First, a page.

When we eventually recover from the novel coronavirus pandemic, there may be hell to pay for China’s government – and it could be the start of another Cold War, this time with a different dictatorship across the Pacific Ocean. It’s also a golden opportunity to bridge our widening and increasingly ugly political divide and unite against a common enemy.
But first a surreal anecdote from 40-plus years ago to explain my thinking:
I vividly remember a college professor of mine freshman year at Boston University who taught us about the People’s Republic of China. There was a gleam in his squinty eyes when he spoke of Chairman Mao Zedong, despite the fact that his leadership was largely responsible for the deaths of at least 20 million Chinese between famine and the Cultural Revolution. Some estimates place the gruesome death toll as high as 45 million. It made the country’s Great Leap Forward seem like a race back to the Dark Ages with some historians arguing that Mao had more blood on his hands than Hitler and Stalin.
He couldn’t help but hide his twisted admiration for Mao, which wasn’t surprising considering he was the most ultra-liberal professor I ever had short of Howard Zinn, author of the “A People’s History of the United States,” a living legend who was known on campus as the chief Communist in residence.
The irony was his balding appearance and reddish goatee very much resembled another iron-fisted Communist leader, Vladimir Lenin, mastermind of the Bolshevik Revolution that powered the former Soviet Union. His students would snicker about that comparison behind his back, as well as mimic his unusual voice and mannerisms.
At the time it seemed odd that an educator would gloss over atrocities and gush about a cult of personality before such impressionable young minds, however well intentioned Mao’s mission might have been in uncovering the inequities of class warfare. Years later I cringe that such an important piece of history could be presented in such now-comically lopsided and highly irresponsible fashion.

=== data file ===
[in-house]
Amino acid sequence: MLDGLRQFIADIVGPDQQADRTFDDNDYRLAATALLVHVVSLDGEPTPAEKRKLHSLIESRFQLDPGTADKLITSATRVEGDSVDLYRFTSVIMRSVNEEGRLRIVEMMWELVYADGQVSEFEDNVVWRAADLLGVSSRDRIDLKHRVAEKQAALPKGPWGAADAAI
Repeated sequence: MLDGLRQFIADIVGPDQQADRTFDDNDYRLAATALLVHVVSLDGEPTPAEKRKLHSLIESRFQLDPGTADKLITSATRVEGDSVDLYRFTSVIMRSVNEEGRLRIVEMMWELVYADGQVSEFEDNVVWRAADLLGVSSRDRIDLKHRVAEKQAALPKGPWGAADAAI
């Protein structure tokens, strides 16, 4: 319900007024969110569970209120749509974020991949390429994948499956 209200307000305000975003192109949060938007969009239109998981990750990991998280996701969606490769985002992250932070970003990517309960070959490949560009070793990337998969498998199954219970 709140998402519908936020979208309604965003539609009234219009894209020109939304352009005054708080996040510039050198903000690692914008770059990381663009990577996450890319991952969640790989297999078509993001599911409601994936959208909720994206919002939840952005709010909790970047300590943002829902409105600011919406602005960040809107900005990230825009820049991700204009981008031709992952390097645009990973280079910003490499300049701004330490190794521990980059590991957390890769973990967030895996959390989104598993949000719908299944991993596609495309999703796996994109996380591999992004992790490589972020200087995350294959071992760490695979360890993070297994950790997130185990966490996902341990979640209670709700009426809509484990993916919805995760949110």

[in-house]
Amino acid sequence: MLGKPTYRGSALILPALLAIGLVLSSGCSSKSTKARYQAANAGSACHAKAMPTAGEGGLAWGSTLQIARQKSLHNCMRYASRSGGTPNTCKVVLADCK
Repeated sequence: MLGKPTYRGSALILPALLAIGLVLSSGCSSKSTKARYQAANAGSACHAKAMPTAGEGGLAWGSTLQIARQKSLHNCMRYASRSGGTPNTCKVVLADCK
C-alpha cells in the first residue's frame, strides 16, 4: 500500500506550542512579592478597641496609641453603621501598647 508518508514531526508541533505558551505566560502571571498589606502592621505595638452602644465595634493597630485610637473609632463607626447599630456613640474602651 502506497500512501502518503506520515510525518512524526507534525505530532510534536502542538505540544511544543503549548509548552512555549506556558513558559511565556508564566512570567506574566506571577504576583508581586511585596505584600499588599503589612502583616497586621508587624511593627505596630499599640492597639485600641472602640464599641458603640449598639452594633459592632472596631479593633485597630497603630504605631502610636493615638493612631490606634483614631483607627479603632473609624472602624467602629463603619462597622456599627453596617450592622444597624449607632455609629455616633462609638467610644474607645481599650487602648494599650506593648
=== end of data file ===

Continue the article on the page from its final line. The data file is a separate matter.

The fact is that Mainland China is a paradox full of hypocrisy – a Communist nation that allowed “Creeping Capitalism” under Deng Xiaoping to flourish. Under Mao’s successor, the world’s largest workforce mastered the art of mass producing products at the lowest possible cost without a hint of innovation. Such cheap labor became synonymous with poor quality. The Chinese government also have for years allowed the stealing of intellectual property.
One consistency since the latter half of the 20th century is that China, a cloistered society once described as the Great Sleeping Giant long been poised for world dominance, has been brutally suppressant toward its own citizens.
Doing business with China during the pandemic can literally and figuratively be hazardous to our health. Many of the roughly 90 companies selling antibody tests that determine whether people built immunity to the coronavirus are based in China, many of which failed. The Chinese government also has stood accused of price gouging not only on diagnostic tests for Covid-19, but also basic medical equipment for a crisis it caused. Another worry has been the government’s complicity in the spread of disinformation about this topic.